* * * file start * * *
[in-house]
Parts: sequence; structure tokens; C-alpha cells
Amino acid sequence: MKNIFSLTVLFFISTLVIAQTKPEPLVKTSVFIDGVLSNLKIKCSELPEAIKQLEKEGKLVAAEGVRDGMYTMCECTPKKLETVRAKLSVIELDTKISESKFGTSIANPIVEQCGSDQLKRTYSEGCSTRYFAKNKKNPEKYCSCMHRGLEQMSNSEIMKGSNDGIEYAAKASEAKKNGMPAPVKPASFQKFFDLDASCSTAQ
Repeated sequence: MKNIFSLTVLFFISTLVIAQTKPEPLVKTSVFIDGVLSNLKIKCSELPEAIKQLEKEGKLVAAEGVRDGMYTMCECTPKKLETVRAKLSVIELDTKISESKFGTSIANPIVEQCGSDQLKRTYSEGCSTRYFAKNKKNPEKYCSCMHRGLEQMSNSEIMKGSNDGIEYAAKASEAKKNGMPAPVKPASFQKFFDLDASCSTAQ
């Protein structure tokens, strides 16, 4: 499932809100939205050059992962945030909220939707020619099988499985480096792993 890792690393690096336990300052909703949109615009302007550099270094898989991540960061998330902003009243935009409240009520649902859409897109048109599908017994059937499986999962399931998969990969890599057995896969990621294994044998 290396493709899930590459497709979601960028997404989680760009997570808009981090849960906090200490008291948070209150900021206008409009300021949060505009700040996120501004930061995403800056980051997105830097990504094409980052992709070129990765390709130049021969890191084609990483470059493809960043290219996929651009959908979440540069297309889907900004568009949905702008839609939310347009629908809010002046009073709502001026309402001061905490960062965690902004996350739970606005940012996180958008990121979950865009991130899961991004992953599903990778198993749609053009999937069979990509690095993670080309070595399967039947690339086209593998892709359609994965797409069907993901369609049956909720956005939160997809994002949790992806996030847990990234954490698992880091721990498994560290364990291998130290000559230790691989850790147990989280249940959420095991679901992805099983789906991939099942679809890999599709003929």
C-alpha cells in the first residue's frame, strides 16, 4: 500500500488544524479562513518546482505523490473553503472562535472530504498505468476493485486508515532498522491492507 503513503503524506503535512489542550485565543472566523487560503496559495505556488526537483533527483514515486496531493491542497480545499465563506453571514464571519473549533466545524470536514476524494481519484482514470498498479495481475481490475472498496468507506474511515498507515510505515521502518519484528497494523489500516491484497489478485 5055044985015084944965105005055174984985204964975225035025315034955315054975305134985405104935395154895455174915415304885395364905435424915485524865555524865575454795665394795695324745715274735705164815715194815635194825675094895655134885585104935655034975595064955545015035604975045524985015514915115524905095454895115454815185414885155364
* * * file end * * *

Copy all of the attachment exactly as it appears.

[in-house]
Parts: sequence; structure tokens; C-alpha cells
Amino acid sequence: MKNIFSLTVLFFISTLVIAQTKPEPLVKTSVFIDGVLSNLKIKCSELPEAIKQLEKEGKLVAAEGVRDGMYTMCECTPKKLETVRAKLSVIELDTKISESKFGTSIANPIVEQCGSDQLKRTYSEGCSTRYFAKNKKNPEKYCSCMHRGLEQMSNSEIMKGSNDGIEYAAKASEAKKNGMPAPVKPASFQKFFDLDASCSTAQ
Repeated sequence: MKNIFSLTVLFFISTLVIAQTKPEPLVKTSVFIDGVLSNLKIKCSELPEAIKQLEKEGKLVAAEGVRDGMYTMCECTPKKLETVRAKLSVIELDTKISESKFGTSIANPIVEQCGSDQLKRTYSEGCSTRYFAKNKKNPEKYCSCMHRGLEQMSNSEIMKGSNDGIEYAAKASEAKKNGMPAPVKPASFQKFFDLDASCSTAQ
């Protein structure tokens, strides 16, 4: 499932809100939205050059992962945030909220939707020619099988499985480096792993 890792690393690096336990300052909703949109615009302007550099270094898989991540960061998330902003009243935009409240009520649902859409897109048109599908017994059937499986999962399931998969990969890599057995896969990621294994044998 290396493709899930590459497709979601960028997404989680760009997570808009981090849960906090200490008291948070209150900021206008409009300021949060505009700040996120501004930061995403800056980051997105830097990504094409980052992709070129990765390709130049021969890191084609990483470059493809960043290219996929651009959908979440540069297309889907900004568009949905702008839609939310347009629908809010002046009073709502001026309402001061905490960062965690902004996350739970606005940012996180958008990121979950865009991130899961991004992953599903990778198993749609053009999937069979990509690095993670080309070595399967039947690339086209593998892709359609994965797409069907993901369609049956909720956005939160997809994002949790992806996030847990990234954490698992880091721990498994560290364990291998130290000559230790691989850790147990989280249940959420095991679901992805099983789906991939099942679809890999599709003929």
C-alpha cells in the first residue's frame, strides 16, 4: 500500500488544524479562513518546482505523490473553503472562535472530504498505468476493485486508515532498522491492507 503513503503524506503535512489542550485565543472566523487560503496559495505556488526537483533527483514515486496531493491542497480545499465563506453571514464571519473549533466545524470536514476524494481519484482514470498498479495481475481490475472498496468507506474511515498507515510505515521502518519484528497494523489500516491484497489478485 5055044985015084944965105005055174984985204964975225035025315034955315054975305134985405104935395154895455174915415304885395364905435424915485524865555524865575454795665394795695324745715274735705164815715194815635194825675094895655134885585104935655034975595064955545015035604975045524985015514915115524905095454895115454815185414885155364